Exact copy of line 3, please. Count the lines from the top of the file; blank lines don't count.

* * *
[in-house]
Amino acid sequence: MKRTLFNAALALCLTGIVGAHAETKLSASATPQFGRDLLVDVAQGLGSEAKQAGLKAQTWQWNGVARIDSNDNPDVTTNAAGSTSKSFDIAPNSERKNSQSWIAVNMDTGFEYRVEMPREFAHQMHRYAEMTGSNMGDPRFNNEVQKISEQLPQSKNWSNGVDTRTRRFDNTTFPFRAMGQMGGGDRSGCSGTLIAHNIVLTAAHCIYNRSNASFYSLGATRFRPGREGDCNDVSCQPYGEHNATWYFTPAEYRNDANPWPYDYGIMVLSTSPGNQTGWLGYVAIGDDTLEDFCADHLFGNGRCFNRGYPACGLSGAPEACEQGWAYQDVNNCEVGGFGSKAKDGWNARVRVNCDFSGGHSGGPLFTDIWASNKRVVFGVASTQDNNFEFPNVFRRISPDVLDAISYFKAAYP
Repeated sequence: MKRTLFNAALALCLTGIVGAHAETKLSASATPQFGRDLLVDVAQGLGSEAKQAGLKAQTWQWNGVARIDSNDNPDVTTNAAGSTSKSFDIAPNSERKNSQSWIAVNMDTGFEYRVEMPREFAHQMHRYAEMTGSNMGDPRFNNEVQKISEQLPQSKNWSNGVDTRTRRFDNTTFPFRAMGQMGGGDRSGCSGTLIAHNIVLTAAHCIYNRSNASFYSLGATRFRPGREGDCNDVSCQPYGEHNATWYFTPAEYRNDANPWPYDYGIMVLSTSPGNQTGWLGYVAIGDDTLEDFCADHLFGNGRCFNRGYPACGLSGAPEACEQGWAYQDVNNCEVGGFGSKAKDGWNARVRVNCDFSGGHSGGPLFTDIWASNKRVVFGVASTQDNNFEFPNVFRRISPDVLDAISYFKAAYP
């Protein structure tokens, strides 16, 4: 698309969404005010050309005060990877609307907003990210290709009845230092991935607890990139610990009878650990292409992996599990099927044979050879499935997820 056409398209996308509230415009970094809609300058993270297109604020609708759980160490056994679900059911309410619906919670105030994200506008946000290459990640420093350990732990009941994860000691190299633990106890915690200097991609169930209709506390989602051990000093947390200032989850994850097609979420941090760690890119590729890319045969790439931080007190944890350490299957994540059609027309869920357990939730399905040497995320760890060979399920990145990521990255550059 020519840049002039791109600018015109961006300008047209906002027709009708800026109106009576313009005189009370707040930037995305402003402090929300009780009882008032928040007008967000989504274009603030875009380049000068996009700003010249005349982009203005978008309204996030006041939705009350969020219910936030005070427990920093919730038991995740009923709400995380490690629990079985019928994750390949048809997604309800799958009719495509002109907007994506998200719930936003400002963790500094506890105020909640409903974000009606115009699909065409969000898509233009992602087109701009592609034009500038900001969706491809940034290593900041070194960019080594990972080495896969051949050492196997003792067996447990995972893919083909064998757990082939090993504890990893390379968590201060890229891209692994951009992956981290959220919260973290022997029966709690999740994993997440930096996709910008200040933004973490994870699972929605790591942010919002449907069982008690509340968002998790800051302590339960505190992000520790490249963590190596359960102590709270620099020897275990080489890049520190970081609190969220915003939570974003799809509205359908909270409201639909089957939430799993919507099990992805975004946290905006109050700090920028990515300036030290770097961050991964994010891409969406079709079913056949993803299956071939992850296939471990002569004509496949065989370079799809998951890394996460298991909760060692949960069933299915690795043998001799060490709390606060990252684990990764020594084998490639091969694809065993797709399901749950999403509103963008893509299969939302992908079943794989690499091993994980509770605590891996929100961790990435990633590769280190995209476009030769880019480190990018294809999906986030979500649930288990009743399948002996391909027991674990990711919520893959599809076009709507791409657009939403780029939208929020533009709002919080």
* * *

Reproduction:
Repeated sequence: MKRTLFNAALALCLTGIVGAHAETKLSASATPQFGRDLLVDVAQGLGSEAKQAGLKAQTWQWNGVARIDSNDNPDVTTNAAGSTSKSFDIAPNSERKNSQSWIAVNMDTGFEYRVEMPREFAHQMHRYAEMTGSNMGDPRFNNEVQKISEQLPQSKNWSNGVDTRTRRFDNTTFPFRAMGQMGGGDRSGCSGTLIAHNIVLTAAHCIYNRSNASFYSLGATRFRPGREGDCNDVSCQPYGEHNATWYFTPAEYRNDANPWPYDYGIMVLSTSPGNQTGWLGYVAIGDDTLEDFCADHLFGNGRCFNRGYPACGLSGAPEACEQGWAYQDVNNCEVGGFGSKAKDGWNARVRVNCDFSGGHSGGPLFTDIWASNKRVVFGVASTQDNNFEFPNVFRRISPDVLDAISYFKAAYP